Greenwood Rising. There is nothing I love more than a really well-done history museum. I knew that coming to Tulsa was going to be an opportunity to study some really important but difficult moments in American history, including the Tulsa Massacre. With that in mind, we spent the afternoon at Greenwood Rising, the Black Wall St History Center. I am so impressed with this museum and look forward to the opportunity to visit again.
Greenwood Rising tells the remarkable and resilient story of the Greenwood community by bringing the story of Tulsa’s Black Wall Street to life. On the outside wall is a quote from James Baldwin that says, “Not everything that is faced can be changed, but nothing can be changed until it is faced.” I think museums like this are so important in making sure we don’t forget these big moments in history because otherwise, our world can never get better.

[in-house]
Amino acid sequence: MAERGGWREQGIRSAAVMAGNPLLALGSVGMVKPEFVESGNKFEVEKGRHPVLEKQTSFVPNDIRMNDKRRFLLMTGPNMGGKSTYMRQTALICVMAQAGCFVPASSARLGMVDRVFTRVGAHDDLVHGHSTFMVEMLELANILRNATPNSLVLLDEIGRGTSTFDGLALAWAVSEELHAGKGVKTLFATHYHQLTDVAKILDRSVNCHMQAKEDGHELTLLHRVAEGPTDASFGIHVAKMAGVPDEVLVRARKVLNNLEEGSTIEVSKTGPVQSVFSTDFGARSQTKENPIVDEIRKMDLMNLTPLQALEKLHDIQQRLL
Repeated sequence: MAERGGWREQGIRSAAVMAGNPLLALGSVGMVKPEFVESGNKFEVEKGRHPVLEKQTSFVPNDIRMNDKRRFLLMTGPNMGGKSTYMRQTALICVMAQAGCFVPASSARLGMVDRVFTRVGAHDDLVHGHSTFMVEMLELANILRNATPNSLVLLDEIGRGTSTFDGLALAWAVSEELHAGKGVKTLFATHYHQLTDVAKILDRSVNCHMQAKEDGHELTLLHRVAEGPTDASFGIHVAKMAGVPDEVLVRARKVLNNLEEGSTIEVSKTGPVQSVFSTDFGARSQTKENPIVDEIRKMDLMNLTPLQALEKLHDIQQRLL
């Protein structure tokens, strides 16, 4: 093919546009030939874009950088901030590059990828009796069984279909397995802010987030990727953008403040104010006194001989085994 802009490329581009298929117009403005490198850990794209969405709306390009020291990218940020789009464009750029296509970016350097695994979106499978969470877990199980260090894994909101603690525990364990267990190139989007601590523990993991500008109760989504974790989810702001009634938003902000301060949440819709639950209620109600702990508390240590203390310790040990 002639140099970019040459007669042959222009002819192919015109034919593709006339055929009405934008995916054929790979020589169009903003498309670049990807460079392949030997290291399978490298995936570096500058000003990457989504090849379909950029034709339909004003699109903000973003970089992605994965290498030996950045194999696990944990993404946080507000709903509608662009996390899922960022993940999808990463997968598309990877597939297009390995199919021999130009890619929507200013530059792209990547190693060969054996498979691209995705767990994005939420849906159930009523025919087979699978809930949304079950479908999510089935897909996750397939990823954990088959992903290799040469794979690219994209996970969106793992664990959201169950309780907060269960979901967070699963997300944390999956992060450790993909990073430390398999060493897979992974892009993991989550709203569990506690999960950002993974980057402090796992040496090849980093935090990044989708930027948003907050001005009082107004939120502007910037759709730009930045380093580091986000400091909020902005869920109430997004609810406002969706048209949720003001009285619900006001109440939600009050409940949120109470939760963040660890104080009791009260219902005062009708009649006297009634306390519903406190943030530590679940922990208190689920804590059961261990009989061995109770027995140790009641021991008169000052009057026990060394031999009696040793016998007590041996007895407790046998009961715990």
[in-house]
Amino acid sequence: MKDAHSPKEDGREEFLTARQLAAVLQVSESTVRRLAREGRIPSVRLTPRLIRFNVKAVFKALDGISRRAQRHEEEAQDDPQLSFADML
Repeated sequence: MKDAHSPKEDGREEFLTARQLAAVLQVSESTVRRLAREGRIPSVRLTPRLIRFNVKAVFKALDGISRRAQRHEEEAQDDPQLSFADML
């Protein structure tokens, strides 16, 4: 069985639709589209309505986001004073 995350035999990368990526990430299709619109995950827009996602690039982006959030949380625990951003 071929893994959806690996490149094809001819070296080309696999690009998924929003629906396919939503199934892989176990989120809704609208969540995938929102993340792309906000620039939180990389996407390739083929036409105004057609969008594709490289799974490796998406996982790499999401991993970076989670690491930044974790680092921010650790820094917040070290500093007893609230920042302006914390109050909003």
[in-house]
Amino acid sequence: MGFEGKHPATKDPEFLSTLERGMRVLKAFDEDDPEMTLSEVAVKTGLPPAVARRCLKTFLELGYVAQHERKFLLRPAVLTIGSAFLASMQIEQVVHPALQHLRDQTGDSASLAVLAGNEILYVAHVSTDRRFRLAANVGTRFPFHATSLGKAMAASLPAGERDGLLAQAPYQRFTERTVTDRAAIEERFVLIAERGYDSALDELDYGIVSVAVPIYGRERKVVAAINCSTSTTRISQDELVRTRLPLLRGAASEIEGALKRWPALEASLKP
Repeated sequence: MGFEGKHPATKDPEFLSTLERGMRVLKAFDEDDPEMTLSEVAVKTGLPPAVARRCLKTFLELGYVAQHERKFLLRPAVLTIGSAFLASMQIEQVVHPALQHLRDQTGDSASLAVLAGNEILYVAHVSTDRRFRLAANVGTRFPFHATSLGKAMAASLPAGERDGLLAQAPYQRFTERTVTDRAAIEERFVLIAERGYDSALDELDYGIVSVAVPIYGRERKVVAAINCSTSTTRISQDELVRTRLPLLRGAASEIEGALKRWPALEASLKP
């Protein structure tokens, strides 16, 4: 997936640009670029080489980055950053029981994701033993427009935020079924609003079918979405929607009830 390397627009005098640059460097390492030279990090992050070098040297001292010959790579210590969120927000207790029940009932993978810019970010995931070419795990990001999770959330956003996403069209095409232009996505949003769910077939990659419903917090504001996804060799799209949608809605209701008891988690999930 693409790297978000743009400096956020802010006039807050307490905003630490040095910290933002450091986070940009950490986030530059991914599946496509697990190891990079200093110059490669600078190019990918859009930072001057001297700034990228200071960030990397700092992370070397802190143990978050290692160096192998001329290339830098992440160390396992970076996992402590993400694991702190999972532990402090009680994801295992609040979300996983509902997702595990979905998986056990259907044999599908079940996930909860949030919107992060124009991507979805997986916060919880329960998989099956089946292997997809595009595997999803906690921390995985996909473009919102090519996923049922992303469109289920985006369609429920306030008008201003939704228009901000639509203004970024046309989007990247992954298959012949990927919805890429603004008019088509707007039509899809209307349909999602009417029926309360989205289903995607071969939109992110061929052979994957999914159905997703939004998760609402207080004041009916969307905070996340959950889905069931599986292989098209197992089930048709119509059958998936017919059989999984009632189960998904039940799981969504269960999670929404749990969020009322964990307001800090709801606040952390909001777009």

As far as museums go, Greenwood Rising was impressive. There are so many interactive parts, and you really feel immersed in the events that led up to the massacre. While parts of the museum are very deep, visitors do have the chance to bypass some of the more violent parts if they prefer. Making this museum friendly to families of all ages.
I particularly enjoyed the barber shop display, where holographic images allowed you to sit “inside” a barber shop in the summer of 1921, just before the massacre. Here you listened to the barbers chat about life in Greenwood, and the rising tension around them.
Every part of Greenwood Rising was accessible to me in my chair. Even the displays were at levels that allowed me to see the artifacts and read the history. On our first visit, we spent about 2 hours exploring, but I definitely felt like I needed more time to reflect on what I was seeing and to visit again. This is easy to do right now because tickets are free, but you do still need to reserve your spots online so they can maintain the intimacy of smaller crowds.